Some poetic license by the writer, sometimes rephrased in my own words . . .
1. Dividends historically have been more stable than stock prices
Author's note: Not making any recommendation regarding dividend or non-dividend-paying items. See link below. "In the early 1980s, Nobel laureate Robert Shiller pointed out this phenomenon, noting that—since a stock’s value fundamentally reflects the present value of its future dividends—the wild stock price swings made little sense. Keep that in mind the next time the market throws a tantrum." -- Source: Linked below Robert Shiller and Humble Dollar
2. Wall Street bullish "forecasts are worthless."
"Acting on stock market predictions from Wall Street strategists or anyone else is a surefire way to lose money." -- -- Source: Linked below Humble Dollar .. Author's note again. I agree so I included the quote.
3. "Short-term interest rates will remain very low in 2021"
The Federal Reserve has told us on more than one occasion that, in effect, “We aren’t thinking about raising rates. In fact, we aren’t even thinking about thinking about raising rates” -- -- Source: Linked below Humble Dollar
4."Money will flow into the best-performing asset classes"
Source: Linked below Humble Dollar
Despite "expert" and / or "professional" (or individual Financial Advisors) views on diversification for risk management. Another author's note: If you have an allocation or diversification goal or ideal percentages and one portion of your portfolio went way up, then that portion is overweighted in comparison to your goal. So doing the arithmetic, if your goal is still good, then you need to sell some of what went up and buy some of what went down. The above quote is a recognition that many people have emotional difficulty rebalancing as just described.
5. "Your portfolio is like a bar of soap, The more you touch it, the smaller it gets."
I'm quoting myself / old cliche. Humble dollar guy said the more you look at it the worse your results. Same idea.
6. Life will not return to normal
Humble Dollar guy John T Lim self-identifies as a physician. His opinion above. I share it. Also see link below. Second order possibilities. Do some major companies end up with excess office space? Seems like it. What happens in "downtowns" of "not small" cities with many restaurants and other lunch options serving the working people who were in these offices and now WFH? Tough business and some of them might not do so well, to understate the size of the issue In My Opinion.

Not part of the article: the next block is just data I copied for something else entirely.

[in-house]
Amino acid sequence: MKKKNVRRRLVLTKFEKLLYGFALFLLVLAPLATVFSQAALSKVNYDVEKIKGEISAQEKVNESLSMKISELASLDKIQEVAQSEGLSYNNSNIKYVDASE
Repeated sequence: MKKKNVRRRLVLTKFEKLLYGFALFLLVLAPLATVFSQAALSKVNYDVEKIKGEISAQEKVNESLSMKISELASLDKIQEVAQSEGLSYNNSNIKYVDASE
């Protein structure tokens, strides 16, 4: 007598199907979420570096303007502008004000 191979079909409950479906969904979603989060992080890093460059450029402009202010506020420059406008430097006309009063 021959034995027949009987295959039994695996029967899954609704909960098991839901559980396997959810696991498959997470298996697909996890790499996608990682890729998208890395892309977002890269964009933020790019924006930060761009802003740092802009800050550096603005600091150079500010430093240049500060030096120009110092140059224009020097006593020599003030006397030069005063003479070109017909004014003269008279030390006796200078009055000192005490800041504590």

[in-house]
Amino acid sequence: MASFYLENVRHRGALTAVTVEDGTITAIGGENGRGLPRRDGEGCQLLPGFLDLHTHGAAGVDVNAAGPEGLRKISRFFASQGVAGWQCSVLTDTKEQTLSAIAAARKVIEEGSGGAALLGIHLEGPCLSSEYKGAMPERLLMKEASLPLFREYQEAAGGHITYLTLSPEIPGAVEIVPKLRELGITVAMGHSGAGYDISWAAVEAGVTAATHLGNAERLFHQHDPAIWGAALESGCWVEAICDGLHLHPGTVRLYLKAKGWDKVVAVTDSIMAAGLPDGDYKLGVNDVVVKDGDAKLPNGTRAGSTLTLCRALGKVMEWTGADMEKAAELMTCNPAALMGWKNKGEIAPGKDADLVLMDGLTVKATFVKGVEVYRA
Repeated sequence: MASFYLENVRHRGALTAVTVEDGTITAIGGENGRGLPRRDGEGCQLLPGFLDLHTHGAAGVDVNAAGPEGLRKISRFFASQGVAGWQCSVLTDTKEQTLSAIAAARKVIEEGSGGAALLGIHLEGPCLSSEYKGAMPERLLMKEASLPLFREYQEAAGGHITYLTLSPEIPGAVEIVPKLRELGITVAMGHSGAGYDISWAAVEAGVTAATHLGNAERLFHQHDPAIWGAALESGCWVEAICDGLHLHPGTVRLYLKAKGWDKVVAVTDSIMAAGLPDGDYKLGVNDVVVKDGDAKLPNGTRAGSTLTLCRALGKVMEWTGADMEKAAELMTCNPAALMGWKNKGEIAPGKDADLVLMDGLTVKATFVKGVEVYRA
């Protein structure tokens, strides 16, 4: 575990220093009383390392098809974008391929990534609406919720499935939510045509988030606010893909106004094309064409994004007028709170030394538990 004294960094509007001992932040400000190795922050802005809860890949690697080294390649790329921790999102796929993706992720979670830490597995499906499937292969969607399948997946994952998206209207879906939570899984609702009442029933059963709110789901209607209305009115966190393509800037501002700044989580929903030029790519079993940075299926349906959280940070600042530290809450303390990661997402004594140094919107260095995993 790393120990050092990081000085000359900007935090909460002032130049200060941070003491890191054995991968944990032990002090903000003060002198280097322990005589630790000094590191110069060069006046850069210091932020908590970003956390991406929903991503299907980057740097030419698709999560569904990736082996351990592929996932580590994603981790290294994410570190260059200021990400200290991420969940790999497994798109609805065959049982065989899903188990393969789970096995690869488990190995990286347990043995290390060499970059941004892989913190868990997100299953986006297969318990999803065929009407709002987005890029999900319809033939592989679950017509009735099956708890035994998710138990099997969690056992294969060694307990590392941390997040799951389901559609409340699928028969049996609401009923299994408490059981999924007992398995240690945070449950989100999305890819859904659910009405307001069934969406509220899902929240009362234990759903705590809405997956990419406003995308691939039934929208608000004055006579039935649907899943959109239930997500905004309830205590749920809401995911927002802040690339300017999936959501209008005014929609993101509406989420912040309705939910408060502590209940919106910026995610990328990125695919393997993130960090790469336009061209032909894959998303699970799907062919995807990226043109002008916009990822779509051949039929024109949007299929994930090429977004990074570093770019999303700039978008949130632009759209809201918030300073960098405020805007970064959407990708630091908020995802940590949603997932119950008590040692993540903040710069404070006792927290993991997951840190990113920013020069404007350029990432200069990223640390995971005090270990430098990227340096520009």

7. Consider a partial Roth conversion
I often say that my crystal ball is cloudy. Also encourage all to consult their own tax advisor. But in your specific situation, if you feel your taxes are more likely to go up short-term than down, and, of course complying with all IRS requirements, run the numbers or have someone do it for you.
8. Maxing any match available - full or partial - sounds VERY good to me!
I feel most of us Financial Advisors are big fans of the match. In any form. You're saving money. Someone / some entity is giving you some more money to deposit wherever you are saving it. Why not!?
9. If you are healthy, is a high-deductible health plan right for you?
I am of two minds. When I had minor children in the home my status was employee and the health coverage for the family at the time was excellent so I did not personally have to navigate what is now a much more challenging environment. If you ae in a family structure with 3 or more people on one plan and all of you are very healthy, I might agree with the high-deductible idea. In general, I'm not a big fan although surprise medical bills maybe are less of an issue going forward.
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